Delta heritage mansion may be torn down for rental building

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The Tudor-revival mansion at 4501 Arthur Dr. in Delta was designed by architect Samuel Maclure and has an English arts and crafts interior

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When it was constructed in 1906, the mansion at 4501 Arthur Dr. in Delta was a Ladner landmark.

Built for David McKee, son of Delta pioneer John McKee, it was designed by Samuel Maclure, the architect for many of early B.C.’s biggest and most luxurious homes, such as the Rogers Sugar mansion, Gabriola, on Vancouver’s Davie Street, and Victoria’s Hatley Park Castle.

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In the style of the day, it was given a name: Westholme. The 12-room, 5,300-sq.-ft. mansion had a Tudor-revival exterior and an English arts and crafts interior, with elegant wood paneling and art nouveau stained-glass windows.

“Maclure was just a master at taking British Columbia’s woods, the milieu of British Columbia, and translating that into an arts and crafts ideal,” said Maclure expert Jim Wolf.  “It was all about art for art’s sake.”

The stunning interior is more or less intact, although the overall building is in need of restoration after being used as a seniors home for decades.

But the building may not be around for much longer because a developer wants to knock it down and build a 56-unit rental housing complex on its enormous 37,026-sq.-ft. lot.

This is the third redevelopment proposal for the site in recent years. The first two would have seen the mansion restored. Donald Luxton and Associates put together an 80-page heritage conservation plan in 2020.

The McKee Mews proposal would have seen the mansion moved to the front of the lot and seven new strata townhomes built behind. It passed through several stages of the development process before the project was abandoned and the property was sold for $2.1 million in October 2019.

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The owner is now a numbered company with the same address as Landcraft Homes of Delta. The Delta Optimist reported the new owner submitted a plan to construct a 61-bed community care facility on the site, which would have seen the mansion moved and restored.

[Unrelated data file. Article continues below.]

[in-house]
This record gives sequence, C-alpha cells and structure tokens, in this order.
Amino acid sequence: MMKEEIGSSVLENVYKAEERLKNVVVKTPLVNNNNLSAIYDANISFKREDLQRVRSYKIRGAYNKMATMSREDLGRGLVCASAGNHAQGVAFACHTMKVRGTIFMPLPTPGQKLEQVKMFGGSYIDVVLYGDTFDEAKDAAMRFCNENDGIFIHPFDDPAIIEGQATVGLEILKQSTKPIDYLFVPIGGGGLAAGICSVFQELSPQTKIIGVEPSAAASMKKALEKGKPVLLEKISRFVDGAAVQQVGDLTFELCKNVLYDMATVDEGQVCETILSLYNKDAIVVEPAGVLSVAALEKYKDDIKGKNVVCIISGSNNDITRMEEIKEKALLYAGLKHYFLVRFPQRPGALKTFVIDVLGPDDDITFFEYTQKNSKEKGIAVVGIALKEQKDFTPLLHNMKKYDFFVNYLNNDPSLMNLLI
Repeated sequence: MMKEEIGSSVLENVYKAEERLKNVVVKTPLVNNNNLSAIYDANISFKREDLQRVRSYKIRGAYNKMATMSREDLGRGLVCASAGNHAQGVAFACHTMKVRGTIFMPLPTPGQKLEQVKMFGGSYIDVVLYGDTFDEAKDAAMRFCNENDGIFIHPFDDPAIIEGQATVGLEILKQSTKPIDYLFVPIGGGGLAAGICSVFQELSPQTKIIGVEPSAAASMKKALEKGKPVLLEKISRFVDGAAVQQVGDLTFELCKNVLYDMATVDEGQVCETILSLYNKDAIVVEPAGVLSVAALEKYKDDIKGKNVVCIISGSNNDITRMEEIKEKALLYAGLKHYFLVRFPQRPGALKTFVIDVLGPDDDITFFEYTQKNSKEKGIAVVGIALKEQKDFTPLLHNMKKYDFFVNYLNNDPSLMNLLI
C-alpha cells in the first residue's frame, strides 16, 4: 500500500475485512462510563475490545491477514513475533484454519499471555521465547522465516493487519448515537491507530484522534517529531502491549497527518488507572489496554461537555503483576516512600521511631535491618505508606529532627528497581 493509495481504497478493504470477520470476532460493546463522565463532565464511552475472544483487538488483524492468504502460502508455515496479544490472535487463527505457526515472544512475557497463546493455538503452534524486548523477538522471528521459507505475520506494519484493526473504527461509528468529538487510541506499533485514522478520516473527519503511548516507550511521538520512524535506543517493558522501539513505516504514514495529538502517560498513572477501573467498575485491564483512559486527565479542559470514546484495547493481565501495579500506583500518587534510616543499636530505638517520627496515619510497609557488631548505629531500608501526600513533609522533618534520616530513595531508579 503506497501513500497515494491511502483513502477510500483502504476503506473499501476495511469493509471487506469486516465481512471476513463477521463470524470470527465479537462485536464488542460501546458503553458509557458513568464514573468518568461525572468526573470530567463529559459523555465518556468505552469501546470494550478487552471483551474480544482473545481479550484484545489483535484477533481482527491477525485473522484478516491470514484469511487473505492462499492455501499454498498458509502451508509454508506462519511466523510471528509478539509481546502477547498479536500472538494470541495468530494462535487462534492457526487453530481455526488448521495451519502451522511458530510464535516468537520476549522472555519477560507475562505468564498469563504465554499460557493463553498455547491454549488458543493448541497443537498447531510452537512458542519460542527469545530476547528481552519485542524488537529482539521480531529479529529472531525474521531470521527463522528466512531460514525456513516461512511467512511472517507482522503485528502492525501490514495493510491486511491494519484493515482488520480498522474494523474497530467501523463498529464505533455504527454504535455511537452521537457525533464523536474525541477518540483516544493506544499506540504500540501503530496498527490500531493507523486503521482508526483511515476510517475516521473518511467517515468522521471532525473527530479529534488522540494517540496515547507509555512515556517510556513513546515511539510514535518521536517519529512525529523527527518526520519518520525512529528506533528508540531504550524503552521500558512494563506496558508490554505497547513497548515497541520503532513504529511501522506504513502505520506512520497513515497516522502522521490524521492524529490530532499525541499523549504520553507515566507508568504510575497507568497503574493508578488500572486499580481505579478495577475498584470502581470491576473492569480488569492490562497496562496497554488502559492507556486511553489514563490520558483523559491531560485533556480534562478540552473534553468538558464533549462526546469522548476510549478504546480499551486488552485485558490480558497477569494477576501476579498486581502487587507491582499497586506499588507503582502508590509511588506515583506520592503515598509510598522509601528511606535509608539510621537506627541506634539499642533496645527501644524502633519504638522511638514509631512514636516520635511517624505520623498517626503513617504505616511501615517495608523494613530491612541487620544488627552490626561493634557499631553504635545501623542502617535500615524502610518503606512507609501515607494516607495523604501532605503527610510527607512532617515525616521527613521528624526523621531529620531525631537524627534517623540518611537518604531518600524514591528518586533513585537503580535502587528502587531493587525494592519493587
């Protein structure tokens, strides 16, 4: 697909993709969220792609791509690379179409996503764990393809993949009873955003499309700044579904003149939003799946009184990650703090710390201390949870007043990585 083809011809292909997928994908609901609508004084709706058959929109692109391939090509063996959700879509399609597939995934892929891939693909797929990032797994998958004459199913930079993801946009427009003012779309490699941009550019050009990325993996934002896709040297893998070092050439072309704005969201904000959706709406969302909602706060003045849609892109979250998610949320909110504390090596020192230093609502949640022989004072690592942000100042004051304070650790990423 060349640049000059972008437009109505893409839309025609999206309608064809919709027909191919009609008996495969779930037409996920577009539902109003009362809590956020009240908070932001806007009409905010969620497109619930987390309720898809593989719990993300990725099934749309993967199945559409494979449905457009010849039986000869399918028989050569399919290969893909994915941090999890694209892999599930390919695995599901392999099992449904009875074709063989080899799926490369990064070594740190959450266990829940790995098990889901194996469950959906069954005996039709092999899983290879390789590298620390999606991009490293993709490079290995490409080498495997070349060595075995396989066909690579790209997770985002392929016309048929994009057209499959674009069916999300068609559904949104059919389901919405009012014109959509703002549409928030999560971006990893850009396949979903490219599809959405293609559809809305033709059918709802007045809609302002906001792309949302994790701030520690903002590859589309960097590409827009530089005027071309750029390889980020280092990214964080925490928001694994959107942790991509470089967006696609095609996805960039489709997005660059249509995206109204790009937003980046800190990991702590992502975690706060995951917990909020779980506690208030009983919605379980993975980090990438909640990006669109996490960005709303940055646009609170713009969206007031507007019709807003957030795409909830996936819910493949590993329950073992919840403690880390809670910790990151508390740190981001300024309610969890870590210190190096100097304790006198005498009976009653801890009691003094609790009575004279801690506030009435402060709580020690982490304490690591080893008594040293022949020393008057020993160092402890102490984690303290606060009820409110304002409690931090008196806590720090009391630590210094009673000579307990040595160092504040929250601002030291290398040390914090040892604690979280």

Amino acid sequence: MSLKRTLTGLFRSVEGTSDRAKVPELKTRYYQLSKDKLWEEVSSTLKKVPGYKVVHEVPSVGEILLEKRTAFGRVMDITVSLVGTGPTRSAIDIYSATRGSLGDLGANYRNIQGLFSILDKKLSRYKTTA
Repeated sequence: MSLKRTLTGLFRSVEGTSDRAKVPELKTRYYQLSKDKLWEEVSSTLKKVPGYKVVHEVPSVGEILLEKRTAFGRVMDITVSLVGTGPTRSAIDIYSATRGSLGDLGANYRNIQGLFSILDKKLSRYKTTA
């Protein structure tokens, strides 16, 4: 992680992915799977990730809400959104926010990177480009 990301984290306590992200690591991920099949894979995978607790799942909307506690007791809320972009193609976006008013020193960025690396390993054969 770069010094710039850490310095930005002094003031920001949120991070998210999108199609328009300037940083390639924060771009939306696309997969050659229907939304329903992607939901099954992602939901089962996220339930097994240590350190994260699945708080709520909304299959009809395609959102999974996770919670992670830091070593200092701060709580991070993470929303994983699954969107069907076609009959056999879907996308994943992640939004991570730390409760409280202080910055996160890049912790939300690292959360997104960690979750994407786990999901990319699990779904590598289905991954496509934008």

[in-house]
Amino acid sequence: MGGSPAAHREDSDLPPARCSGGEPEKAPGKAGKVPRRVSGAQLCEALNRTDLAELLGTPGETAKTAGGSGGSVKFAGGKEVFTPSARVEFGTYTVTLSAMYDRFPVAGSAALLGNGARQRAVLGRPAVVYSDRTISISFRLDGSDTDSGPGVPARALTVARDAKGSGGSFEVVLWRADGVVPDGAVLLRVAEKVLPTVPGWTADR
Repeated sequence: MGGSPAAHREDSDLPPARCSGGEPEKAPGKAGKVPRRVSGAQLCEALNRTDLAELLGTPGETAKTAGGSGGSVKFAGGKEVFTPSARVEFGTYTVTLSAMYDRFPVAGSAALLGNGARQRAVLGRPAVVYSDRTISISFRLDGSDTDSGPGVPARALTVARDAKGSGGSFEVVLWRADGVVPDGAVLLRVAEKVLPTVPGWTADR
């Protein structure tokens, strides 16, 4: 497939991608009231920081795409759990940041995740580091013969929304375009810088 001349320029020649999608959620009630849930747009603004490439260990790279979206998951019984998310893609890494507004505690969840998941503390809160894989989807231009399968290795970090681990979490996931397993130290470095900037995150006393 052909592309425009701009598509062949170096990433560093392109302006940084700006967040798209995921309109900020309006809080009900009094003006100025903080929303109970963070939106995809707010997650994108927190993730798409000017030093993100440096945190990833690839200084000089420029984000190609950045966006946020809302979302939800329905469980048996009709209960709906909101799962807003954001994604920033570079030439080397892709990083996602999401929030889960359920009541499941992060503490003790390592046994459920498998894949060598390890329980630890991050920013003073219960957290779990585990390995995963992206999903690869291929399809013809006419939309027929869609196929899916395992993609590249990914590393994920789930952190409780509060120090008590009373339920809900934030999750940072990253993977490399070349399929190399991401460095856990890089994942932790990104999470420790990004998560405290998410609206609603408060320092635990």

But that proposal appears to have been replaced by the latest plan, for the 56-unit rental complex and the demolition of the 117-year-old house.

“That house unfortunately has just sat and sat, (had) proposal after proposal fail because of the situation of the house,” said Delta Mayor George Harvie.

“The house has just deteriorated. We’re just waiting for an application to come in, to see if we should move forward with doing what we need most in the community — rental housing, rental apartments.” 

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A  mansion at 4501 Arthur Drive in the Ladner  part of Delta. Photo by NICK PROCAYLO /00101856A

Harvie said there is pressure to build more housing in Delta, partly from the provincial government.

“We’re on the list from Victoria where we’re being demanded to build more housing,” said Harvie.

“We haven’t done much housing in Delta over decades, and it’s caught up with us. We need more housing. I can’t tell you how many times people are phoning me looking for rentals. They’re looking for a basement suite, (but) there’s nothing available. We need to do something.”

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The McKee Mews proposal estimated the restoration cost of the mansion was $650,000 to $750,000 in 2016. To the naked eye, the mansion doesn’t seem like a tear down, but Harvie said, “I don’t even know if it’s worth restoring. It’s deteriorated something significantly.”

Wolf worked as a planner in Burnaby, and received a lifetime achievement award from Heritage B.C. in 2022. He said Westholme is a significant building, one of the earliest examples of Maclure’s work left in the Lower Mainland.

“I would think this house qualifies for a high level of heritage consideration, and definitely is worthwhile in terms of protecting and preserving,” he said.

“(Tearing it down) seems short-sighted, given the jewel that you have on hand. There’s all sorts of ways of preserving buildings, whether you move them on the site, or incorporate them into a development.”

The house is listed on Delta’s Heritage Register and located within the Ladner Heritage Conservation Area.

The McKee family moved out of the mansion in 1925 and it had several owners before being converted to a seniors home in 1964. It is no longer a seniors home, but a caretaker lives on site.

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A closeup of the 5,300-square-foot home. Photo by NICK PROCAYLO /00101856A

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